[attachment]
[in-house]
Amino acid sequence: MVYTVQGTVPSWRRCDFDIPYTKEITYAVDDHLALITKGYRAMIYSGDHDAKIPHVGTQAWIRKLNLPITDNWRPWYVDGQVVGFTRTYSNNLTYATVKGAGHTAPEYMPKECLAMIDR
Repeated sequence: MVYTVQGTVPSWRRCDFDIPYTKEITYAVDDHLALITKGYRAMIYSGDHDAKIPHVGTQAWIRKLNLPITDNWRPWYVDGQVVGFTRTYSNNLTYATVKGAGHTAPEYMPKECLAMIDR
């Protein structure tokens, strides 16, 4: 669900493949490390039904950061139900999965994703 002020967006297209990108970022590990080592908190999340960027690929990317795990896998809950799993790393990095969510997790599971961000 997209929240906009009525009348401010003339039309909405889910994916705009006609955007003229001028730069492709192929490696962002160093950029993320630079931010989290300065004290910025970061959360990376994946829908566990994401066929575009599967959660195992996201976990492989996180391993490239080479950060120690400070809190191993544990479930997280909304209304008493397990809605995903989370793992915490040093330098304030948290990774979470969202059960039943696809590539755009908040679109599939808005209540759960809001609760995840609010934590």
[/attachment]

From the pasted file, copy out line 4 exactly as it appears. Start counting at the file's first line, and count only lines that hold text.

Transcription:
């Protein structure tokens, strides 16, 4: 669900493949490390039904950061139900999965994703 002020967006297209990108970022590990080592908190999340960027690929990317795990896998809950799993790393990095969510997790599971961000 997209929240906009009525009348401010003339039309909405889910994916705009006609955007003229001028730069492709192929490696962002160093950029993320630079931010989290300065004290910025970061959360990376994946829908566990994401066929575009599967959660195992996201976990492989996180391993490239080479950060120690400070809190191993544990479930997280909304209304008493397990809605995903989370793992915490040093330098304030948290990774979470969202059960039943696809590539755009908040679109599939808005209540759960809001609760995840609010934590």